Ania Mucha has acted in numerous films, including Panna Nikt, Młode Wilki, and the series Matki, żony i kochanki. She also had an Englishspeaking role in Steven Spielberg' s acclaimed Schindler' s List. She spoke to Monika Jaworska about her life, her films and how the English language influences her career.
M.J.: How did you start acting?
A. Mucha: In 1989 a friend heard about a casting for Andrzej Wajda' s film Korczak. I went with him to give him support. While I was waiting, a woman came up to me and said," Why don' t you take part in the casting, too?" That' s how it all started. A week later I had a phonecall and I' d got the part.
Schindler' s List is the most famous film you have acted in. How did it go?
I liked Steven Spielberg, and the film definitely helped my English. I had to pass a short exam and there was an English teacher who taught me to say some sentences. After we finished filming, we went to London to record the sound. I said only one or two sentences in the movie, but I had contact with Spielberg and had to understand what he said. I learned a lot there. I also met Liam Neeson, Ben Kingsley and other members of the cast. I had the opportunity to get familiar with new techniques and new technology. Compared to Polish movies there were never problems with money, and it was marvellous not being limited to such a constraint.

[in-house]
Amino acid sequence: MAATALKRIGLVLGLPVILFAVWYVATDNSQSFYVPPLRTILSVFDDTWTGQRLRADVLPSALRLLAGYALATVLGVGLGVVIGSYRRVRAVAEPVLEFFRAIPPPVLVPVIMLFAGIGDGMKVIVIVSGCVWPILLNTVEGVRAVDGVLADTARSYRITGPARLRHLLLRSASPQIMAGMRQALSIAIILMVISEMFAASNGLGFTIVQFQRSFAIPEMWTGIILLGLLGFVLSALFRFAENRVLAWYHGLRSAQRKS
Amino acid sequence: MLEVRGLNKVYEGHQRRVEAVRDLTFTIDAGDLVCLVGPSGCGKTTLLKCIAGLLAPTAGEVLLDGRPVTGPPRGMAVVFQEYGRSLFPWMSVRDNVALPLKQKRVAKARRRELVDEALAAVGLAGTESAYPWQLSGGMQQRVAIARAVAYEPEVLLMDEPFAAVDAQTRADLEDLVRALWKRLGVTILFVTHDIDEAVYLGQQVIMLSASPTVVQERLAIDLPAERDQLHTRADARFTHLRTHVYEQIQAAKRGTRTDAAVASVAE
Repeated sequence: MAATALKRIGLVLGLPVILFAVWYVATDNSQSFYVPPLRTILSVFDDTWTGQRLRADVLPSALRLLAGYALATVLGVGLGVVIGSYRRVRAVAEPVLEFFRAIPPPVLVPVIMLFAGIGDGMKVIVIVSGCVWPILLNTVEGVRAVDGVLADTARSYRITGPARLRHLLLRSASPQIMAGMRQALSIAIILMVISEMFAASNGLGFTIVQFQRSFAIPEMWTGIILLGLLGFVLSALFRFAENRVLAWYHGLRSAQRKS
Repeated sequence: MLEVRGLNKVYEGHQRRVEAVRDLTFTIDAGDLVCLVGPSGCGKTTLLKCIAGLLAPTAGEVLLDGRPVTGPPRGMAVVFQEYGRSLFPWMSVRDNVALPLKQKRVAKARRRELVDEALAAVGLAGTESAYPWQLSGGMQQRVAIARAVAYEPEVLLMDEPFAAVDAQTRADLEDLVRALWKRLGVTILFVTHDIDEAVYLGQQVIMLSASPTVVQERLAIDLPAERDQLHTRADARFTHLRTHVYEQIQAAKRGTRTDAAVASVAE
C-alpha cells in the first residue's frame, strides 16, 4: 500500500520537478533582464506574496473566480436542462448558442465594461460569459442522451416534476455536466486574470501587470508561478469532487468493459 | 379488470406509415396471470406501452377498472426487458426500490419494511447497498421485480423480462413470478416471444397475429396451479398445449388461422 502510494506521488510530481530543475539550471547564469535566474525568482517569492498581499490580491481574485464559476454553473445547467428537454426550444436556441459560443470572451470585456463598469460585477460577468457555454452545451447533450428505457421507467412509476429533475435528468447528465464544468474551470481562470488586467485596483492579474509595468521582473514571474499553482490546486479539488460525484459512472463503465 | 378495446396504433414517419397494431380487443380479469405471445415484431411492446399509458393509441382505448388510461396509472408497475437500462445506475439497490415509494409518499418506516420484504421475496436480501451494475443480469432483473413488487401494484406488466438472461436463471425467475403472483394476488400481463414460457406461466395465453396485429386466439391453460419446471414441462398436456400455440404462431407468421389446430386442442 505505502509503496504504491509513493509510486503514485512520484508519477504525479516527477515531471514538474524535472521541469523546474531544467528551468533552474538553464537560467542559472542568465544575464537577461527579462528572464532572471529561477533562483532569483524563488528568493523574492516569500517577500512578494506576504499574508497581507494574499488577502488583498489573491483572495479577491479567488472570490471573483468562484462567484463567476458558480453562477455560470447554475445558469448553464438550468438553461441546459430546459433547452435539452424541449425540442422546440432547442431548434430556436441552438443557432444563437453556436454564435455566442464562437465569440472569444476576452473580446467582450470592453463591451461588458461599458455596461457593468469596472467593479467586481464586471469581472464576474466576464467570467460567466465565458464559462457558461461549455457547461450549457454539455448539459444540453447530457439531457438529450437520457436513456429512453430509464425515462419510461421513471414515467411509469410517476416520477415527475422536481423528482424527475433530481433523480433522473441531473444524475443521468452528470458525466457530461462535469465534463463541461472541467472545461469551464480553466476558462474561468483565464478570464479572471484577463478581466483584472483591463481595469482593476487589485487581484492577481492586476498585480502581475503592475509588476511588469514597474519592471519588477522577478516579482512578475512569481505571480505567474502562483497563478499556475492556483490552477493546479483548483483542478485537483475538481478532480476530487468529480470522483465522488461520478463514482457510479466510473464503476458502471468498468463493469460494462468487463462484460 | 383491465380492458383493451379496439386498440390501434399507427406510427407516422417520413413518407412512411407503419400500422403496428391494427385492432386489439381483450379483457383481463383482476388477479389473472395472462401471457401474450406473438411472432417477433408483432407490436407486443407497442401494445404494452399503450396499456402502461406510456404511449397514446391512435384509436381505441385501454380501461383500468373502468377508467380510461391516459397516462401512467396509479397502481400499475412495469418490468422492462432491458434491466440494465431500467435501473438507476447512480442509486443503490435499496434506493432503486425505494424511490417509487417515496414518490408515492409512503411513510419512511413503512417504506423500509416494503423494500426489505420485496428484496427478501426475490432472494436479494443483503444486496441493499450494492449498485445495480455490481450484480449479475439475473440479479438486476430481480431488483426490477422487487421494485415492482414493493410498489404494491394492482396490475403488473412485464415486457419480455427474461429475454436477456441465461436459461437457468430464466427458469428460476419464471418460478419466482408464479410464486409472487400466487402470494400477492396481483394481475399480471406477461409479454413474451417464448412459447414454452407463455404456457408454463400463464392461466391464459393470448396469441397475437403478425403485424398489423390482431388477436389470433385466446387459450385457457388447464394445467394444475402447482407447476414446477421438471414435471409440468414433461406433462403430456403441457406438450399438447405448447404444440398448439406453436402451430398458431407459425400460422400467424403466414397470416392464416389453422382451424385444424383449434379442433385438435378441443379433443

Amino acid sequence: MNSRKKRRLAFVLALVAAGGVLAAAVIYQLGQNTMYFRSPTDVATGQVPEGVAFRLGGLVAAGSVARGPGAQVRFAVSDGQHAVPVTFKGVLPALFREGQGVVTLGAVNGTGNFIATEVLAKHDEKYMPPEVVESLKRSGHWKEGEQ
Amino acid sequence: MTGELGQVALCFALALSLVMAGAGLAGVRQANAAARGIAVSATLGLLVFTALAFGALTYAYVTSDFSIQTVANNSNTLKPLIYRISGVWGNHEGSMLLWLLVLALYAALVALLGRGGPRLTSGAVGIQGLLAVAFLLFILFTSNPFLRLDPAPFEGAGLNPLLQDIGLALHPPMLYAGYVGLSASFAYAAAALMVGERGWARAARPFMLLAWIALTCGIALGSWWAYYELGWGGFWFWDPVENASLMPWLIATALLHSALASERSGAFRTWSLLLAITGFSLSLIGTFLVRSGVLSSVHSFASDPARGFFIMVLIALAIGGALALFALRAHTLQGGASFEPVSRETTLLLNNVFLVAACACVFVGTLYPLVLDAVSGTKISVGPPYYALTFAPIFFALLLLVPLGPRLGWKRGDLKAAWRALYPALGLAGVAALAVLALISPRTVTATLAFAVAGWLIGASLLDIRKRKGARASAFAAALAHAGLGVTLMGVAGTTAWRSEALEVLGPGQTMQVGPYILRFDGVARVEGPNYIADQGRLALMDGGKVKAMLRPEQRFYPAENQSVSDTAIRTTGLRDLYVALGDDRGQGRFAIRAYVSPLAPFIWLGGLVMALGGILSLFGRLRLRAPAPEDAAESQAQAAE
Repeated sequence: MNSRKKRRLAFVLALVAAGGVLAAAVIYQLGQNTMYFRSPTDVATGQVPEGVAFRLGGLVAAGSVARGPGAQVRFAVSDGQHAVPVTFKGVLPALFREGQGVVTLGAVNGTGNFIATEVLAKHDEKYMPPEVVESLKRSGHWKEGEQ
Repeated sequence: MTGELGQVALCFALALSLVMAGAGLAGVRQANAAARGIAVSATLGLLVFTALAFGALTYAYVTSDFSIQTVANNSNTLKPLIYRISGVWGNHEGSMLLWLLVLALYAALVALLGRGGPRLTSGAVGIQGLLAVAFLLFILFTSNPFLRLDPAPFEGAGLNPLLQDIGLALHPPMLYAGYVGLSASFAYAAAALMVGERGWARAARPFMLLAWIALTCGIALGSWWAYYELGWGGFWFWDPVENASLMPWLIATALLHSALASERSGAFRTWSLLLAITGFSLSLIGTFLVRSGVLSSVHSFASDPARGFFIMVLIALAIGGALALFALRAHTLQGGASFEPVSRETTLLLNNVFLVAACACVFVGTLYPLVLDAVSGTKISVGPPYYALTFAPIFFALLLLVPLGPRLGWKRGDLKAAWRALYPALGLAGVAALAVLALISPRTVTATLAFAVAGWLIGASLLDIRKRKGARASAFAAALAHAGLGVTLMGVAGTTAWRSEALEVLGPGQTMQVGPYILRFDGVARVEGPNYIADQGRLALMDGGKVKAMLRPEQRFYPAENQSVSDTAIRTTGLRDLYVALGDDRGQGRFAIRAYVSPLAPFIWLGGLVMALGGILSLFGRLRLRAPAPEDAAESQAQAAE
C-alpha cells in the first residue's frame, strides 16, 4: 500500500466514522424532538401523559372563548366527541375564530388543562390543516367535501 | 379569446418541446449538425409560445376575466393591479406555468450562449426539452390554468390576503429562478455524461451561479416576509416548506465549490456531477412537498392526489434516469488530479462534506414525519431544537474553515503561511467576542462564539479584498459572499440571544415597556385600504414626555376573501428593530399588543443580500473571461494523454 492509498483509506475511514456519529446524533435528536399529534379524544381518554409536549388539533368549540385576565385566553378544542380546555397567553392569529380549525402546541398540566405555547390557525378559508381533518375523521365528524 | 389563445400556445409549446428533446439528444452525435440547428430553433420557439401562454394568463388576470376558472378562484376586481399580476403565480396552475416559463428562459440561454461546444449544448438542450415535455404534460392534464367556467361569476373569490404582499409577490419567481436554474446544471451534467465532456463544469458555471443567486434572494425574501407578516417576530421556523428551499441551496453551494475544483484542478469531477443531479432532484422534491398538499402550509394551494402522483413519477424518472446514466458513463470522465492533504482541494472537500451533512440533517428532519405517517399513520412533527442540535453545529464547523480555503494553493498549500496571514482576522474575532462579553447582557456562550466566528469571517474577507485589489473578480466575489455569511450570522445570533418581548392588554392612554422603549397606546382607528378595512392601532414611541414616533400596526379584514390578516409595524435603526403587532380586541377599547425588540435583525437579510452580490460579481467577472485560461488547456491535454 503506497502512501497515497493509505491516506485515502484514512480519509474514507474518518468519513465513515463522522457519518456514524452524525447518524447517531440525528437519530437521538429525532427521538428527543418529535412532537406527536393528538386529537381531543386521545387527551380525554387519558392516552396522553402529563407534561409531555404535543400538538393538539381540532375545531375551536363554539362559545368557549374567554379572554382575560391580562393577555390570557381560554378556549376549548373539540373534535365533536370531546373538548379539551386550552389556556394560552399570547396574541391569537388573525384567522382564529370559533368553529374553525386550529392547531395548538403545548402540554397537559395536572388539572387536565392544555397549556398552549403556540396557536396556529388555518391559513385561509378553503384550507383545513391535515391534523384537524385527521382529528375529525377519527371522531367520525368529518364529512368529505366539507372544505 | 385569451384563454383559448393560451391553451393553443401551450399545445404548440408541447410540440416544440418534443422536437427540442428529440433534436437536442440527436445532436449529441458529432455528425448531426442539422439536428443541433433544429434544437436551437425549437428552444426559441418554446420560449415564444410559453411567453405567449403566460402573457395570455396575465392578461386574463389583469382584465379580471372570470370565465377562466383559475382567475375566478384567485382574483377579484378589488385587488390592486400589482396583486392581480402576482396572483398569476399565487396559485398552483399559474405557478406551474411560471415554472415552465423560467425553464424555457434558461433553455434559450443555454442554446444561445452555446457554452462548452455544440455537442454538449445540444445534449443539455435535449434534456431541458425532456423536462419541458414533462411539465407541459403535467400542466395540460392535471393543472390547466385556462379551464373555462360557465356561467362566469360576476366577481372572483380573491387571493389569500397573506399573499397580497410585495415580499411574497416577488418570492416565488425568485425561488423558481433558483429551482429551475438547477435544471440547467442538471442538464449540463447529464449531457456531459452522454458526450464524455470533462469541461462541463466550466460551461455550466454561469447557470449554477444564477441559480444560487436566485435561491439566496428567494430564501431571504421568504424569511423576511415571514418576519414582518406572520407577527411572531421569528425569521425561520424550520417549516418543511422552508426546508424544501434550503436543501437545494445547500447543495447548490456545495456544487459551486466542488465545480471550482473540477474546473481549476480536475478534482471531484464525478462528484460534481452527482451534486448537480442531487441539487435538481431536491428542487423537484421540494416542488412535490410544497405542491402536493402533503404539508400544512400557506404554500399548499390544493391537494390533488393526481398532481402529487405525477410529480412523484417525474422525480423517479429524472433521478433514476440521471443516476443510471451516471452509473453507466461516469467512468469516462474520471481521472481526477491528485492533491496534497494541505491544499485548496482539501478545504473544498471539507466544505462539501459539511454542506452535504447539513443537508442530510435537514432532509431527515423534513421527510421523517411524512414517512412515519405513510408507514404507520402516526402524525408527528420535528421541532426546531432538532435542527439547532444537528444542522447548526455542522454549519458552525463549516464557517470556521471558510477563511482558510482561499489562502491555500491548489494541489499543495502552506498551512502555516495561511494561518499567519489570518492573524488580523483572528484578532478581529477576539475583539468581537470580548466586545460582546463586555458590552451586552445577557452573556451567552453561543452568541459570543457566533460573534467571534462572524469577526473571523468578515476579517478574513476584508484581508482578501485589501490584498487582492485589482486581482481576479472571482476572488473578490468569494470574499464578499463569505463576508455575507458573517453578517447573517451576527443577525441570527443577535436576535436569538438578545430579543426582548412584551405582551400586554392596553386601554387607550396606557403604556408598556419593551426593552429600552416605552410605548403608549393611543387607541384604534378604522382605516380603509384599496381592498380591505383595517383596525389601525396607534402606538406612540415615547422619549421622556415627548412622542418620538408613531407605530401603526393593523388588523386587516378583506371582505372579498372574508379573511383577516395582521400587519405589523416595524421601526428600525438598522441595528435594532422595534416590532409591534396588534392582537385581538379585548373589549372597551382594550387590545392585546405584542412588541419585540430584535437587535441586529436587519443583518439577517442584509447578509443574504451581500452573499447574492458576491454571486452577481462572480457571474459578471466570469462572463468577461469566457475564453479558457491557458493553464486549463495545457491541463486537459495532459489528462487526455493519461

What do you think made Młode Wilki so popular?
I think because such a movie hadn' t been made in Poland before. The characters in the film were something new and different. Suddenly they become idols for women, and role models for guys. The actors were all young and independent - fresh from the street. That' s why the film gained so much recognition. The second part, Młode Wilki 1/2, was even more popular than the first, which seems amazing.
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